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Sizzling careers for a satisfying future

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  • 1. Sizzling Careers For A Satisfying Future By Chelse Benham “The recipe for personal success: Find a need that beats your drum. Create a plan, then make a dent. Trust that your rewards will come. And credit them as heaven sent.” – Unknown How fabulous would it be to choose a career that you love, that is in high demand and that makes you a lot of money? Trends in different professions change with the times. What was hot 20 years ago may not be now. There are still the basic professions that consistently reap high dollar incomes such as a doctor, a lawyer and an engineer, however, they require a great deal of education and training. Some professions require far less education to immediately access the benefits of the job. One such profession that requires a high school diploma or its equivalent that is in high demand in the Rio Grande Valley is the telephone service representative. Call centers, where telephone service representatives work, handle a variety of services in areas of collections, customer service, customer care, technical support and telemarketing. “We have nine call centers in the area, and they are all relatively new. Collectively, the call centers are trying to fill close to 1,000 jobs in the Valley. There is a real need to fill these positions,” said Predro Salazar, associate director for One Stop Capital Shop at The University of Texas-Pan American. “The key point we are trying to get across is that call centers do different things. Yes, some do telemarketing, but others do collections, customer service, reservations, etc. It is true that call centers have a demanding work environment, but the compensation can be very good and they are a great training ground.” Cited in the San Antonio Express, Dr. Rosemary Batt, professor at Cornell University’s Industrial and Labor Relations School and the author of “Low-wage America: How Employers Are Reshaping Opportunity in the Workplace,” says call centers have grown 20 percent during the 1990s and currently employ three percent of the U.S. work force. There are many reasons why call centers attract workers, but employee satisfaction may be number one on the list. Batt lists in her article several reasons why call centers attract so much of the U.S. workforce. The following are: • good working environment, • supportive management, • opportunities for advancement, • and great pay.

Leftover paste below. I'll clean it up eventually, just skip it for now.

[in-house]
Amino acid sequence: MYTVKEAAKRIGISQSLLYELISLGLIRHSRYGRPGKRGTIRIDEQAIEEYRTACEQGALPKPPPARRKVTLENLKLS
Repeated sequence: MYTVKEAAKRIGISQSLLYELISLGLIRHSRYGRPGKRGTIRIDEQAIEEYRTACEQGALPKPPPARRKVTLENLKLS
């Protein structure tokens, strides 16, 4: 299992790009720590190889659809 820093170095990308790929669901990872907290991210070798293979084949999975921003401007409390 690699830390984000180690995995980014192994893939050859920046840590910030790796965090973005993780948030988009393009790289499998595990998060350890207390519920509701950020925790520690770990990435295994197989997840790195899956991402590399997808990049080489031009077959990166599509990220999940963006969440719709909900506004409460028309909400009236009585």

• 2. Call centers also offer a lot of benefits to keep their employees happy. Some standard benefits among these centers include discounts on products and services, medical, dental and vision insurance, flexible work schedules, retirement plans, tuition reimbursement and opportunities for advancement. Some centers are equipped with on-site gyms, childcare facilities and cafeterias. Wages are individually driven and can be increased through bonuses, incentives and prizes for such things as good attendance, exceeding quotas and performance. For more information about employment in call centers in the Valley visit www.coserve.org/ taskforce The telephone service representative is just one of many growing professions that are in demand. In an April 2004Reader’s Digest article titled “Who’s Hiring?,” the magazine list some of the most sought after and lucrative professions in the country. According to the article, most of these jobs will value brains above all else in what’s being called the “knowledge sector.” “Who’s Hiring?” identifies some reasons why the following professions will offer long term prospects. Many of these careers have some things in common. • The jobs demand complex skills that get paid well for mastering them. • Many of the jobs can’t be shipped abroad, therefore they offer long-term prospects. • The jobs are in high demand. The article lists the jobs by varying degrees of education levels. It uses the following acronyms to indicate the different levels of education needed for each profession. High school graduates of any age (HSG), experienced white-collar managers (WCM) and recent college graduates (RCG) are used to identify the levels of experience needed to enter the specific fields. Surgical technologist: (HSG) Average salary is $35,000. Need to pursue a professional certification from the Liaison Council on Certification for the Surgical Technologist. For more information about certification and the profession visit www.lcc-st.org or the Web site of the Association of Surgical Technologists at www.AST.org Health care administrator: (WCM) Average salary is $70,000. Management skills and experience are required for this job. In the profession you are expected to coordinate medical services, group practices and supervise personnel within a hospital or medical facility. For more information visit the Medical Group Management Association Web site at www.MGMA.com